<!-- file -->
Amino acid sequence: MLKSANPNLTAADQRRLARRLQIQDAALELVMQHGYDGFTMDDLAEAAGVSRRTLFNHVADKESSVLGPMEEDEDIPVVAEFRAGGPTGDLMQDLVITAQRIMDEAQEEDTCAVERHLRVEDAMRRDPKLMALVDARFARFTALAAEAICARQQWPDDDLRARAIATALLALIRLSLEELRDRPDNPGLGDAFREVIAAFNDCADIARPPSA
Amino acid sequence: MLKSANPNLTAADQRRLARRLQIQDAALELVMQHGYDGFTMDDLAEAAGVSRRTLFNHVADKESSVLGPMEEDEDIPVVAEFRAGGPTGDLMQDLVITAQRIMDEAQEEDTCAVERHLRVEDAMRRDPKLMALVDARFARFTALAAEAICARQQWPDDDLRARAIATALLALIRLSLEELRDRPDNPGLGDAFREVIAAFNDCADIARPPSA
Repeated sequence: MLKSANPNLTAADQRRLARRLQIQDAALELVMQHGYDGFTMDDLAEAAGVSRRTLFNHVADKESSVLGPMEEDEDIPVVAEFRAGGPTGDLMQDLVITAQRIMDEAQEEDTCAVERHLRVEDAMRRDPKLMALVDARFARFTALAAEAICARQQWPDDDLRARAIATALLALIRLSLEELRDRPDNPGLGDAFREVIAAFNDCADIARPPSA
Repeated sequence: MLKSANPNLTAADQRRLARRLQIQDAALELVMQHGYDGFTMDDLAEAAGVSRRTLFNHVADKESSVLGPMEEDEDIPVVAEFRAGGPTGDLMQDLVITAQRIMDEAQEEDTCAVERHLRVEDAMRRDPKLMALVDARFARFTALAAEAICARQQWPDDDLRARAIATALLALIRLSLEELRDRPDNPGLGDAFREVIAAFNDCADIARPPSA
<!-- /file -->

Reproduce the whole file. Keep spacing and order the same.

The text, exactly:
Amino acid sequence: MLKSANPNLTAADQRRLARRLQIQDAALELVMQHGYDGFTMDDLAEAAGVSRRTLFNHVADKESSVLGPMEEDEDIPVVAEFRAGGPTGDLMQDLVITAQRIMDEAQEEDTCAVERHLRVEDAMRRDPKLMALVDARFARFTALAAEAICARQQWPDDDLRARAIATALLALIRLSLEELRDRPDNPGLGDAFREVIAAFNDCADIARPPSA
Amino acid sequence: MLKSANPNLTAADQRRLARRLQIQDAALELVMQHGYDGFTMDDLAEAAGVSRRTLFNHVADKESSVLGPMEEDEDIPVVAEFRAGGPTGDLMQDLVITAQRIMDEAQEEDTCAVERHLRVEDAMRRDPKLMALVDARFARFTALAAEAICARQQWPDDDLRARAIATALLALIRLSLEELRDRPDNPGLGDAFREVIAAFNDCADIARPPSA
Repeated sequence: MLKSANPNLTAADQRRLARRLQIQDAALELVMQHGYDGFTMDDLAEAAGVSRRTLFNHVADKESSVLGPMEEDEDIPVVAEFRAGGPTGDLMQDLVITAQRIMDEAQEEDTCAVERHLRVEDAMRRDPKLMALVDARFARFTALAAEAICARQQWPDDDLRARAIATALLALIRLSLEELRDRPDNPGLGDAFREVIAAFNDCADIARPPSA
Repeated sequence: MLKSANPNLTAADQRRLARRLQIQDAALELVMQHGYDGFTMDDLAEAAGVSRRTLFNHVADKESSVLGPMEEDEDIPVVAEFRAGGPTGDLMQDLVITAQRIMDEAQEEDTCAVERHLRVEDAMRRDPKLMALVDARFARFTALAAEAICARQQWPDDDLRARAIATALLALIRLSLEELRDRPDNPGLGDAFREVIAAFNDCADIARPPSA